Lessons from Film Composer Michael Giacchino
Guest Blogger Ian Temple is a pianist, entrepreneur and professional musician. This post originally appeared on Flypaper and is published here with kind permission.
Anyone who knows me at all knows how much I love Pixar films. The Incredibles is still one of my favorite all-time movies. Ratatouille made me see the world differently. Up had me bawling like a child within the first 10 minutes. And no small part of that was the music.
I only recently found out that the music to all three of those films was composed by the same guy, Michael Giacchino, who also wrote the music to Lost, the new Star Trek films, Cloverfield, and a ton of other things. He’s won an Academy Award, multiple Grammys, an Emmy, and a Golden Globe Award. The man clearly knows what he’s doing with a soundtrack.
I just stumbled across a wonderful interview with Michael by David Garland for WNYC (embedded below), in which he talks about his process, how he got his start, and the music behind three upcoming films he worked on. The interview has some wonderful lessons for musicians (like me) who aspire to put music to moving images in a way that will truly affect an audience.
1. Every Film Should Have Its Own Sound
One of the things that Michael talks about a lot is his overarching goal to create a distinct sound for every film or TV show he works on. If you think about many of the films that stand out to you most, you can hear a distinct sound associated with those films, whether it’s E.T. or the James Bond movies. This is one of the things he strives for in every project he takes on—so that the audience can hear a certain sound or type of music and immediately recognize it as belonging to that film or show. For example, think of Mission: Impossible. Anyone who hears that high-pitched bell sound or fast-paced, 5/4 rhythm immediately knows what they’re listening to. (Michael used it as inspiration for The Incredibles, though you can also hear the differences, especially the jazzy whimsy in the latter soundtrack.)
2. Be Ready When Opportunity Knocks
Michael tells an anecdote about getting his start that I really liked. He was making music for video games when a friend asked if he would make a quick musical mock-up for a meeting with Stephen Spielberg about a game for The Lost World: Jurassic Park. The meeting was the next day, but Michael pulled something together. After the meeting, Spielberg called him up and asked him when they should be booking the orchestra. Michael had never worked with an orchestra before (at least in a professional way), but he went for it anyway, and of course it turned into an incredible launching point for him. The Lost World: Jurassic Park was actually one of the first live orchestral scores for a video game.
3. Always Come Back to the Emotion of the Story
One of the things Michael loves to do is play around with different, unique sounds and effects. The soundtrack for Inside Out (the new Disney/Pixar film coming out this summer) includes tons of unusual sounds, like reversed cast iron bowls and boobams, but Michael emphasizes that you can never let this stuff get in the way of the emotion you’re trying to portray to the audience. It always comes back to: What’s the emotion called for in the story and how do you achieve that?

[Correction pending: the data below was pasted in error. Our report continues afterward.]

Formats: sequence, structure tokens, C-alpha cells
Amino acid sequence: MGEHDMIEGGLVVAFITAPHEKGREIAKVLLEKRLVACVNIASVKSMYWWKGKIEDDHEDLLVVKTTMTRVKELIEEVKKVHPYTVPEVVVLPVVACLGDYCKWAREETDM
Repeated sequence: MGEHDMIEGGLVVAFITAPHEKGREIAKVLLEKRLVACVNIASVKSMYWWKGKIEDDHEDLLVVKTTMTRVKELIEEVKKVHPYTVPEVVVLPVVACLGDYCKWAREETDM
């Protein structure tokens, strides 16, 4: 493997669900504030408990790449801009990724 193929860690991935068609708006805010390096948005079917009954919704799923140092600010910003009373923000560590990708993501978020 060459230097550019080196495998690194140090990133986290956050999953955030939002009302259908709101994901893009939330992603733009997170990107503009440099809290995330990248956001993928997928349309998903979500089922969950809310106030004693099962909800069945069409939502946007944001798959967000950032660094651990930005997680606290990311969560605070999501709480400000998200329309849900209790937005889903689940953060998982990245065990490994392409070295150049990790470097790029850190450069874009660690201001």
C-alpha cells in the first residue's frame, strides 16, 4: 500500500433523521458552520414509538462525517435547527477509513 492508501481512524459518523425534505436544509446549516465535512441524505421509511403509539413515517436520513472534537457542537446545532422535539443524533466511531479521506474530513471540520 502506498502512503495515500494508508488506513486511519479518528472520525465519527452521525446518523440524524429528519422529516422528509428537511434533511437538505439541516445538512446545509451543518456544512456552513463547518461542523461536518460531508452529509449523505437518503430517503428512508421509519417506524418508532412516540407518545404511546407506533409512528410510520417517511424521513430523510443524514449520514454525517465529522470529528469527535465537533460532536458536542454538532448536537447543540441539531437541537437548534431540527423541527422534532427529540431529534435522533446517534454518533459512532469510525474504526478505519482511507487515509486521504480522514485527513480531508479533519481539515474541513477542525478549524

There are a few other things that Michael seems to do through his works that really jumped out to me. These were a couple:
- Doing his research. The Incredibles soundtrack references a lot of superhero music, including the James Bond soundtracks of John Barry. For Cloverfield, he tried to reference Japanese monster films. Doing this research gives all of his soundtracks something recognizable right away, even as he then turns it into something unique.
- Asking the right questions. Michael talks about how for Inside Out he and the director Pete Docter asked themselves questions like, “What does it sound like inside a child’s head?” and then used the answers they came up with to seed experiments.
- Lots of experimentation. For Lost, he used all sorts of strange sounds, from string glissandos to banging on airplane parts. The key is to try a lot of things until you find something unique that will lend the project that distinct sound you’re looking for.
- Don’t be afraid to iterate. I’ve always wondered what a composer would do if he composed something that doesn’t sound right when played by a full orchestra. Well, it turns out the best composers just tweak on the fly. Michael talks about changing things up throughout the process, even during the middle of an orchestral recording session!
- Learn from the Muppets. This was probably the best part of the interview—Michael Giacchino talking about everything he’s learned musically originated from The Muppet Show. We all clearly need to take a moment to go back and watch The Muppet Show with an eye toward the many influential musical moments….
Take a listen to the results of all these lessons, with Michael’s amazing theme song for Up:
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